Hooking up to getting hitched: Yes, it can happen
Purposely ambiguous and definitely provocative, the term "hookup" has gotten plenty of attention from researchers analyzing this sexual behavior that can range from kissing to sexual intercourse.
A study out Tuesday answers one of those lingering questions: Can a hookup lead to the altar? For almost a third (32 percent) of those in a nationally representative sample, their relationship with their eventual spouse began as a hookup — however the respondents defined it for themselves.
"We found that people who said their relationship began by hooking up reported lower marital quality than people who didn't start their relationship by hooking up," said Galena Rhoades, a research associate professor of psychology at the University of Denver, who is co-author of the report from the National Marriage Project at the University of Virginia in Charlottesville.
While many liken these casual intimate encounters to the one-night stand, sociologist Kathleen Bogle, of La Salle University in Philadelphia, who studies hookups, said the most common outcome for both a date or a hookup is "nothing."
"With the date, it was get to know you and see if something physical develops. With the hookup, it gets physical first — not necessarily full sex — and see what happens from there," she said. "But, sooner or later, that date might turn into someone you might marry, and for the hookup, you might meet someone you might marry. People who started out as a hookup sometimes evolve to something more. Sooner or later, they want to settle down and have a relationship."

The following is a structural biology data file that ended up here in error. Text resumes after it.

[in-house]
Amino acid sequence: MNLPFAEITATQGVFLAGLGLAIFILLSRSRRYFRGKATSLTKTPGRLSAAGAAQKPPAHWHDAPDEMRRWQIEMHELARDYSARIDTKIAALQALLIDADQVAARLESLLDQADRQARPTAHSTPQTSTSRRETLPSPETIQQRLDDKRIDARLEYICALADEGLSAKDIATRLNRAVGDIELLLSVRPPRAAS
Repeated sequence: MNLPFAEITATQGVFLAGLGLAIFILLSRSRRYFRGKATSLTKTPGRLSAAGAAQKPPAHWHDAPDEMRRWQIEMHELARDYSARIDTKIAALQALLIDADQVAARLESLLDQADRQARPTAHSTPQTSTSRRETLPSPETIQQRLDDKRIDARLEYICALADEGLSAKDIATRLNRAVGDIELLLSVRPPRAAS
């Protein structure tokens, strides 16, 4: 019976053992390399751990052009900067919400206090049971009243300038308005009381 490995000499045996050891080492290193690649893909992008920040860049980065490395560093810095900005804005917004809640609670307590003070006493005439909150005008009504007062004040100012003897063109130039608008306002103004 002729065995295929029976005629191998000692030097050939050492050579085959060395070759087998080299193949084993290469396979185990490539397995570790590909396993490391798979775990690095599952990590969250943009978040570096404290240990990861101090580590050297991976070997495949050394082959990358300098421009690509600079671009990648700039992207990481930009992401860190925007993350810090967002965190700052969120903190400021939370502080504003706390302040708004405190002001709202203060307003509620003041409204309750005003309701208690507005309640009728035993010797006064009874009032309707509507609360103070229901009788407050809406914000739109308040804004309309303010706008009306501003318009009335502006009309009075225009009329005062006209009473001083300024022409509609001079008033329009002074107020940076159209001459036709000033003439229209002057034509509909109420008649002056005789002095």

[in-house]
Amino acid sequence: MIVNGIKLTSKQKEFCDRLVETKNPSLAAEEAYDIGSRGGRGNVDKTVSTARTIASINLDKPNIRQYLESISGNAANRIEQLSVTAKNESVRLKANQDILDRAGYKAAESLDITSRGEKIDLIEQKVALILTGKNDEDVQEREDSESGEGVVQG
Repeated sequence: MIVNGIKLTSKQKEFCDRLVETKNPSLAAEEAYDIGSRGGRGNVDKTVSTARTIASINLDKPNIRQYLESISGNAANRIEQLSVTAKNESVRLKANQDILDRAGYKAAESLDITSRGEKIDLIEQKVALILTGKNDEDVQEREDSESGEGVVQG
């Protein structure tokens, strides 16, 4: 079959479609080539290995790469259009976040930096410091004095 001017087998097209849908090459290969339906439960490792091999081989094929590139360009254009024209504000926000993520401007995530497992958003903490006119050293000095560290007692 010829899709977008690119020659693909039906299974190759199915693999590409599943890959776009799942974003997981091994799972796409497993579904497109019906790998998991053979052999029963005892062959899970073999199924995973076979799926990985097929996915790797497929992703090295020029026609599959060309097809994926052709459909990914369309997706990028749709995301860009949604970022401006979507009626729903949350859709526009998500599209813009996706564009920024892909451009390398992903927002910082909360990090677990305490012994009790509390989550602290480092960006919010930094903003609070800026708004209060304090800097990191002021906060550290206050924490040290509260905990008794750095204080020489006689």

The national sample of those ages 18-34 was recruited in 2007 and followed for five years through snail mail. Of the original 1,294 participants who were unmarried but in an opposite-sex relationship with someone not participating, 418 married, thus becoming the report's focus.
The report also found that the more wedding guests, the higher a couple's marital quality.
For those whose wedding had:
• 50 or fewer guests, 31 percent reported higher marital quality.
• 51 to 149 guests, 37 percent reported higher marital quality.
• 150 or more guests, 47 percent reported higher marital quality.
Researchers took into account income and education of participants but did not factor in others (such as parents) who may have contributed financially to the wedding, Rhoades said.
However, psychologist John Gottman, of Deer Harbor, Wash., a professor emeritus at the University of Washington who has studied marital stability for more than four decades, said he's not convinced the number of wedding guests is a valuable way to measure marital quality. As an example, he said, a young couple he knows well wanted a small wedding for their "tight community of friends."
"It would be stupid for them to have a big wedding. They want intimacy," said Gottman, co-author of the 2013 book "What Makes Love Last?"
He said the size of the wedding and its relationship to marital quality is more likely about "community support." What is important for marital quality, he said, is how couples behave when they disagree.
"Do they show affection? Do they have sense of humor? Are they kind to each other?" he said, noting that his research focuses on observing actual couple interactions.
In a new marriage, he said, trust is key.
"People who establish trust are communicating to their partner that they come first and they are there for them," Gottman said. "People who don't establish trust have these horrendous conflicts. It becomes very negative."